Plants and seeds are going into the ground — the main spring event in a kitchen garden.
Harvest is ramping up with d’Avignon radishes, spinach, cilantro and chives heading to the kitchen.
I planned cilantro for my gardener’s lunch, and the spinach has been cleaned — some frozen and some in a big, recycled plastic clam shell chilling in the ice box. Chives will be for dinner and the radishes for snacks and salads.
This is why we have a kitchen garden.
Yesterday I spent ten hours working in the garden. Big projects were making a space for zucchini and Marketmore cucumber seedlings, and mowing the lawn for the grass clipping mulch. I removed seedling rings from the kale, mulched garlic with a bale of wheat straw, and studied small sprouts to determine which were from planted seeds and which weeds. It’s not clear. Weeding and mulching are so commonplace it’s almost not worth recounting. It’s assumed.
Weather was perfect for being outdoors.
The harvest began before the garden is fully planted. Tomato and pepper seedlings mature in the greenhouse while celery plants are ready to go into the ground as soon as I can find time and a space. There are pickling cucumbers and green beans to go somewhere, winter squash to plant. The combination of planting, harvesting and cooking — kitchen gardening — will continue throughout the growing season.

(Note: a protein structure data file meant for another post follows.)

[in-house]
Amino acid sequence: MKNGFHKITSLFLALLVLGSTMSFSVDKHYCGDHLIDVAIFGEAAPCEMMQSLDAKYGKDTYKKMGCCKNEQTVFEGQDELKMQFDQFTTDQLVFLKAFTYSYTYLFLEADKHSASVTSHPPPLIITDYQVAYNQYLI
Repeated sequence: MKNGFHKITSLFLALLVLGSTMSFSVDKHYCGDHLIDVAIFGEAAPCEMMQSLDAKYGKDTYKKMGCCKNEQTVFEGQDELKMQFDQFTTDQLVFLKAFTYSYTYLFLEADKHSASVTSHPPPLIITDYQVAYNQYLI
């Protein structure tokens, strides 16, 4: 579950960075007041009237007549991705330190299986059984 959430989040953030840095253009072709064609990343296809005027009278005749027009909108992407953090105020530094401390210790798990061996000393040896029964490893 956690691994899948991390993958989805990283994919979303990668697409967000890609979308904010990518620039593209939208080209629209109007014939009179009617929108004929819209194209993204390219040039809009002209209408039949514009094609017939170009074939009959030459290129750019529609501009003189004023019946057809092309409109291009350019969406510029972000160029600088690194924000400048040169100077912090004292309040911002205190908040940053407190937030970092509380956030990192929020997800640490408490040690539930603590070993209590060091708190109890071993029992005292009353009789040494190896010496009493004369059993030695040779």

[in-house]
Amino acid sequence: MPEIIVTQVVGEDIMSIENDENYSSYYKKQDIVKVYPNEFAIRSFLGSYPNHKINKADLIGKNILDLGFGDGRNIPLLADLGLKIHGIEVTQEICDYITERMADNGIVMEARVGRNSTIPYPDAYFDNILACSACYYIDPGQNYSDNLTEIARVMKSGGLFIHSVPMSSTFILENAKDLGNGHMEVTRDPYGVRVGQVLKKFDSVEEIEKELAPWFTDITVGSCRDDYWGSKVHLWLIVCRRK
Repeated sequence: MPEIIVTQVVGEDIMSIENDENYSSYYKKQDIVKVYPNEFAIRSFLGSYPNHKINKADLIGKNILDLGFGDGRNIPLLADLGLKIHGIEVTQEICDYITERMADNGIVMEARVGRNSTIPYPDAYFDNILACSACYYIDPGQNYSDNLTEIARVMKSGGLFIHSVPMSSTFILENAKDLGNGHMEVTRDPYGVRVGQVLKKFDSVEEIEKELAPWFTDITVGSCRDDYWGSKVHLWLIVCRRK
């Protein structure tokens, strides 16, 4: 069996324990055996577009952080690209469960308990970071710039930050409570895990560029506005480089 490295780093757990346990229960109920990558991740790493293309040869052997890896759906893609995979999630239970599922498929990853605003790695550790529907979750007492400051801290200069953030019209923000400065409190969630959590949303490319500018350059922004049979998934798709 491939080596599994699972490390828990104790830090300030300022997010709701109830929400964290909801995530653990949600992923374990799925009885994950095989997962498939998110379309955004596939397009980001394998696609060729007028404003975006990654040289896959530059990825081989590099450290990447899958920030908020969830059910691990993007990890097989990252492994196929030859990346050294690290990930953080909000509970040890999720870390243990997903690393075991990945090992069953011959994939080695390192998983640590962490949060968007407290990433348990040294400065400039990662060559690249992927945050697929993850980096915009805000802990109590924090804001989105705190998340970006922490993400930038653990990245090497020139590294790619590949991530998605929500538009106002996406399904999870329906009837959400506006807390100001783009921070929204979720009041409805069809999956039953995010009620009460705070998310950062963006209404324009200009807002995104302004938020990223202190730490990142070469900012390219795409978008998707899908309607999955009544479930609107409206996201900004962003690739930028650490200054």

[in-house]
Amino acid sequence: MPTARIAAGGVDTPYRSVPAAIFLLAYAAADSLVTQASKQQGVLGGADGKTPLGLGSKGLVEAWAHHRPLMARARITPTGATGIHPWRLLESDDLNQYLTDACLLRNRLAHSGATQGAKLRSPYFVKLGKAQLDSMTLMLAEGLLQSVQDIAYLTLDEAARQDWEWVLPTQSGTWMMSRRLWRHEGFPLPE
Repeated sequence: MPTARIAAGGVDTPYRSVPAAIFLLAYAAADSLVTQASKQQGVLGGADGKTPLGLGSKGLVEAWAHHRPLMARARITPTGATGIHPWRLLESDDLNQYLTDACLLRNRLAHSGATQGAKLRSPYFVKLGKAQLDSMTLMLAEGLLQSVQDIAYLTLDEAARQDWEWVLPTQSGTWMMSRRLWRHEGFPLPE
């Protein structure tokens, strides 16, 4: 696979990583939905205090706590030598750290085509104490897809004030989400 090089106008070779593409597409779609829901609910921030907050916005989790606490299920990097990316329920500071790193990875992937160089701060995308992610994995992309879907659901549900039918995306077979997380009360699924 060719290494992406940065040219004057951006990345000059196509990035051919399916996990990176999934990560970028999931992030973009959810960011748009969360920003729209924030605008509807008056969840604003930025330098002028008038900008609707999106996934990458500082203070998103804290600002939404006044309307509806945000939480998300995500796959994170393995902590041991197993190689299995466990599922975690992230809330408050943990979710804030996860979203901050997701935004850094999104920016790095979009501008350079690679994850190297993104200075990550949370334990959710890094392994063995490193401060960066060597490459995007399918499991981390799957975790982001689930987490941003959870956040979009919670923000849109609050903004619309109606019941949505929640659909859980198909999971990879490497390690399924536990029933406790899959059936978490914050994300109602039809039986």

I stopped around noon and made lunch — fresh cilantro tacos.
Using pantry ingredients — storage onions, garlic, recipe crumbles, salt and home blended seasonings — I made a filling. I cooked tortillas in a large frying pan, and finely cut cilantro stems and ribboned the leaves. I topped the filling with halved grape tomatoes from California and fresh cilantro, which made the dish.
I bartered for a spring share at the farm so there are bags of greens in the ice box. We had a tub of firm tofu, so I decided on stir fry for dinner. Making stir fry is a way to use up vegetables.
I started two cups of raw brown rice in a quart of home made vegetable broth. I fried the tofu in olive oil, cut in half-inch by one and a half inch square slabs, then set them aside.
Included in the stir fry were baby kale (stems and leaves), carrots, onion, celery, garlic, pine nuts, halved grape tomatoes, red cabbage, a teaspoon of lemon juice and salt. Once the vegetables were soft, I spooned the mixture over a bed of rice and topped with spring onions and chives. It made four servings.
I texted Carmen to get the work forecast at the farm on Sunday. A light load of seedling trays is planned. After farm work, it’s back to the kitchen garden.